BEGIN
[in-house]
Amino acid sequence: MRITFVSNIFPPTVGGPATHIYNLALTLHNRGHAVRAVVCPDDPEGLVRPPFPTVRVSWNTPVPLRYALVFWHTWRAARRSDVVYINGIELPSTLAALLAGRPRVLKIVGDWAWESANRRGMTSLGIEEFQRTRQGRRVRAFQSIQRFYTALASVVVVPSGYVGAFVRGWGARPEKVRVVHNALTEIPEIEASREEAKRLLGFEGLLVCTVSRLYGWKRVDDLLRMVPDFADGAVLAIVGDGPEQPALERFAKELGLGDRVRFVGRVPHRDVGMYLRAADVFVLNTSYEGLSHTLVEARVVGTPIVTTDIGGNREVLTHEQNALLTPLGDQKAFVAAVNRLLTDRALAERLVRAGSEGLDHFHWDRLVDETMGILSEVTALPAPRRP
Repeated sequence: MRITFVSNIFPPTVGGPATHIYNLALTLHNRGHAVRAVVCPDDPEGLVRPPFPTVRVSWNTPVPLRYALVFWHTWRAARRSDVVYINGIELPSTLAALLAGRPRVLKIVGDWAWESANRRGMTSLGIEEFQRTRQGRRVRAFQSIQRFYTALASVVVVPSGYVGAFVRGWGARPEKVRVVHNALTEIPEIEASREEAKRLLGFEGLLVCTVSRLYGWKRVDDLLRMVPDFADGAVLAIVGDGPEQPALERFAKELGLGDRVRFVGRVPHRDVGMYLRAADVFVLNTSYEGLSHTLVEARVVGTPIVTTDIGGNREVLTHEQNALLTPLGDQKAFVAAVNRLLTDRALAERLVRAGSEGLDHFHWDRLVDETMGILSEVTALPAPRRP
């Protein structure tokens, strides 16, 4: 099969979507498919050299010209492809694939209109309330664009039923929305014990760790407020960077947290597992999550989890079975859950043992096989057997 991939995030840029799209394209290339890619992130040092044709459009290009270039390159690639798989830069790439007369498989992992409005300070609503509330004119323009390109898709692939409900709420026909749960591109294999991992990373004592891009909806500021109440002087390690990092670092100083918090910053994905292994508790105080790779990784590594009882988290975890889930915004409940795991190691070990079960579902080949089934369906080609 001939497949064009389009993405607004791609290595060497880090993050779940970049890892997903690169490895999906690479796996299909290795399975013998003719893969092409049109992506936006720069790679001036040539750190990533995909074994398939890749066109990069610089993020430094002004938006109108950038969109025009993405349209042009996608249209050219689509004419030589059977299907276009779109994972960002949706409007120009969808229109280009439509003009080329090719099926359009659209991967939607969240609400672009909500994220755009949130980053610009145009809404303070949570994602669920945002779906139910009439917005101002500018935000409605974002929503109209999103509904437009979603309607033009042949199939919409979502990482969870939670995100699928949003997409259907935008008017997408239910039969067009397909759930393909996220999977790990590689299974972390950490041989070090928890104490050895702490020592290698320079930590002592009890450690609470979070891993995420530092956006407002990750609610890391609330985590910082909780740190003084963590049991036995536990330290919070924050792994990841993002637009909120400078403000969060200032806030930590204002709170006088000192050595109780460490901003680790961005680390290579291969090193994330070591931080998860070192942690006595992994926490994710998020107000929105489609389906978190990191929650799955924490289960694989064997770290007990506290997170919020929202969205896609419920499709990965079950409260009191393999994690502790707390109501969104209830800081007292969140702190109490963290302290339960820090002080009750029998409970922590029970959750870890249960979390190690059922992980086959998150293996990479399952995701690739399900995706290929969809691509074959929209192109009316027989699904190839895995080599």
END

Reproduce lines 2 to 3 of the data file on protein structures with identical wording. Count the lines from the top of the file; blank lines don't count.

Amino acid sequence: MRITFVSNIFPPTVGGPATHIYNLALTLHNRGHAVRAVVCPDDPEGLVRPPFPTVRVSWNTPVPLRYALVFWHTWRAARRSDVVYINGIELPSTLAALLAGRPRVLKIVGDWAWESANRRGMTSLGIEEFQRTRQGRRVRAFQSIQRFYTALASVVVVPSGYVGAFVRGWGARPEKVRVVHNALTEIPEIEASREEAKRLLGFEGLLVCTVSRLYGWKRVDDLLRMVPDFADGAVLAIVGDGPEQPALERFAKELGLGDRVRFVGRVPHRDVGMYLRAADVFVLNTSYEGLSHTLVEARVVGTPIVTTDIGGNREVLTHEQNALLTPLGDQKAFVAAVNRLLTDRALAERLVRAGSEGLDHFHWDRLVDETMGILSEVTALPAPRRP
Repeated sequence: MRITFVSNIFPPTVGGPATHIYNLALTLHNRGHAVRAVVCPDDPEGLVRPPFPTVRVSWNTPVPLRYALVFWHTWRAARRSDVVYINGIELPSTLAALLAGRPRVLKIVGDWAWESANRRGMTSLGIEEFQRTRQGRRVRAFQSIQRFYTALASVVVVPSGYVGAFVRGWGARPEKVRVVHNALTEIPEIEASREEAKRLLGFEGLLVCTVSRLYGWKRVDDLLRMVPDFADGAVLAIVGDGPEQPALERFAKELGLGDRVRFVGRVPHRDVGMYLRAADVFVLNTSYEGLSHTLVEARVVGTPIVTTDIGGNREVLTHEQNALLTPLGDQKAFVAAVNRLLTDRALAERLVRAGSEGLDHFHWDRLVDETMGILSEVTALPAPRRP